We left and after approx. 30 min of cycling I spotted the upper bunk pilgrim – he had not even realised that he had lost a bit of cash. And he was not overly happy about receiving the news either. After all he had the choice to either go back or ‘donate’ his money to this albergue… I mean, I surely knew what I would have done in this situation but hey, it was all up to him.
Even though temperatures were moderate that day and there were only a few small hills we were exhausted around lunchtime. When we finally spotted a place for our lunch break we ordered a big pilgrims’ menu – and afterwards we felt even more tired…
We cycled for 68km that day and reached our destination Sahagun in the late afternoon. Even though Sahagun is a popular town with pilgrims for overnight stays the albergue we were staying in was almost deserted – and when they offered us a 4-bed dorm we gladly accepted it.
That evening one of the cycle crew members had their birthday – so we had a little celebration with lots of yummy food and wine (we even nicked the left-over wine bottle from another table to add it to our own wine collection).
After a good night’s sleep we were ready to hit the road again – although this time we had proper difficulties to sit on the bicycle seat again… the first five minutes were like torture and all you could see was grimaces and all you could hear was moaning and swearing… but then our bodies got used to this sort of pain again. But hey, at least it was a different kind of pain and my feet were doing perfectly fine at the moment.
We still had to cycle 55 km before we would reach Leon and that morning we all agreed on how happy we were with our decision to take the bikes (instead of walking). That day the Camino was right next to the highway which was OK for cycling but just not great for walking. The closer we came to Leon – a city of 130.000 people – the more industrial it became. Sometimes we cycled along the highway, while lorries were passing us constantly. Definitely not the nicest Camino day.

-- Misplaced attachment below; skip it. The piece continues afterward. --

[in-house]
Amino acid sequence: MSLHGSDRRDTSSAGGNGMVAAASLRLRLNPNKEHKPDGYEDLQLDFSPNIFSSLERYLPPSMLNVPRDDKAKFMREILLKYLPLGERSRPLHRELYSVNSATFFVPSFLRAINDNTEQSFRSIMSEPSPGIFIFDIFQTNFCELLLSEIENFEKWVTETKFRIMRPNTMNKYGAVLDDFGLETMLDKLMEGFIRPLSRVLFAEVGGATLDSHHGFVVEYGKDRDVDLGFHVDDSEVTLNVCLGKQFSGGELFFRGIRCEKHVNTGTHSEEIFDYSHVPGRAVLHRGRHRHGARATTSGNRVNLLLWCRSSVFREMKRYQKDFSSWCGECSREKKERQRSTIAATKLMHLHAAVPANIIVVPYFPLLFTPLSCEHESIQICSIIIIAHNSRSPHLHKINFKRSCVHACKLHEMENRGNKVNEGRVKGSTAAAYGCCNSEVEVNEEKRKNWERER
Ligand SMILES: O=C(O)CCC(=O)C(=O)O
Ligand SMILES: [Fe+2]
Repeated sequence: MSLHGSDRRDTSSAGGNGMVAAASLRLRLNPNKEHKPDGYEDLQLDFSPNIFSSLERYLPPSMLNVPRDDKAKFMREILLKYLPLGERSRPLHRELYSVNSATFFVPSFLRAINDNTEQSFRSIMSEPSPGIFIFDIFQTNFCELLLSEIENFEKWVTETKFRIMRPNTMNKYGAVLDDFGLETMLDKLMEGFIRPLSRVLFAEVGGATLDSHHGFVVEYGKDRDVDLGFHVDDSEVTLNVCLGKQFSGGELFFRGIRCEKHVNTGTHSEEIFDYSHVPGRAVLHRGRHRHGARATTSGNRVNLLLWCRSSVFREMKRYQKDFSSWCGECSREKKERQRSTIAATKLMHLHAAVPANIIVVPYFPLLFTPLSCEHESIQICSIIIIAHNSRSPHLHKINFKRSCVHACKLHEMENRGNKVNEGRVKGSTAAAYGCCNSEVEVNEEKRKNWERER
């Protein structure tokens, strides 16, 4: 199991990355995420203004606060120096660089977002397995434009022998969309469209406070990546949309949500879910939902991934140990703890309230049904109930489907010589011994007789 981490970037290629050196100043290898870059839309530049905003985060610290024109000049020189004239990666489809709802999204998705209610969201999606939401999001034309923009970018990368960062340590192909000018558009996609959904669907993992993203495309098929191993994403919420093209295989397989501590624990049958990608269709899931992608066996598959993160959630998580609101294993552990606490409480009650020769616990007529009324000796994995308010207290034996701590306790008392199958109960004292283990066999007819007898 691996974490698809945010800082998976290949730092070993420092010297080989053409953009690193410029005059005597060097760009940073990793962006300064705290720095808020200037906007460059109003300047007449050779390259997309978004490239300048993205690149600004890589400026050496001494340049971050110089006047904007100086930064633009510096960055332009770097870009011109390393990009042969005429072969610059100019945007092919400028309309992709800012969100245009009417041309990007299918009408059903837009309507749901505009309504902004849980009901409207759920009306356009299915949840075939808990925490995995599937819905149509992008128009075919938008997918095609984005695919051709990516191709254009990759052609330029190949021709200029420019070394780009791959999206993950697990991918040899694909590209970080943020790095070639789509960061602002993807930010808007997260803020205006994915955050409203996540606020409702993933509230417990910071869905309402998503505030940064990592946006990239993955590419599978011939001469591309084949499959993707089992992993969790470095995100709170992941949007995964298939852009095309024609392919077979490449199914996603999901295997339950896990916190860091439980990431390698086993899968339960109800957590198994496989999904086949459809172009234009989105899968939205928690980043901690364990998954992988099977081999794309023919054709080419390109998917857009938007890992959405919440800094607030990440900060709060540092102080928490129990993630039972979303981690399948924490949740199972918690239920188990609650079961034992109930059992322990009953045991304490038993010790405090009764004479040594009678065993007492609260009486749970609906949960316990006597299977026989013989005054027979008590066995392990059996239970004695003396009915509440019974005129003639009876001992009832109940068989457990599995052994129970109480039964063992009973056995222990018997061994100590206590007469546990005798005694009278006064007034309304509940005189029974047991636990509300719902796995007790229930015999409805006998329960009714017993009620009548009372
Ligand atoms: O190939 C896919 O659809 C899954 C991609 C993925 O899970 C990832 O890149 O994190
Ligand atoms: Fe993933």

After checking into our albergue in Leon (another 4-bed dorm – incl. pets – bedbugs – yay) we called the bike rental guys to tell them about the location of our bikes… 100 EUR for 3 days on a bike, incl. pick-up service in Leon. Yes, it had been worth it.
In the evening we explored Leon, enjoyed a yummy dinner and celebrated our victory with good wine (surprise, surprise) and other natural products the Camino had provided to some fellow pilgrims….
And here is the visual summary:
While the last section was all about pain – this one was all about recovery. My blisters had healed and even my ankle was doing much better. Sometimes letting go of Plan A and following Plan B can lead to miraculous and wonderful outcomes…
So far I walked approx 200km, took a bus for around 100 km, cycled for 185km and I had been walking/driving/cycling along the Camino for 18 days.
To be continued….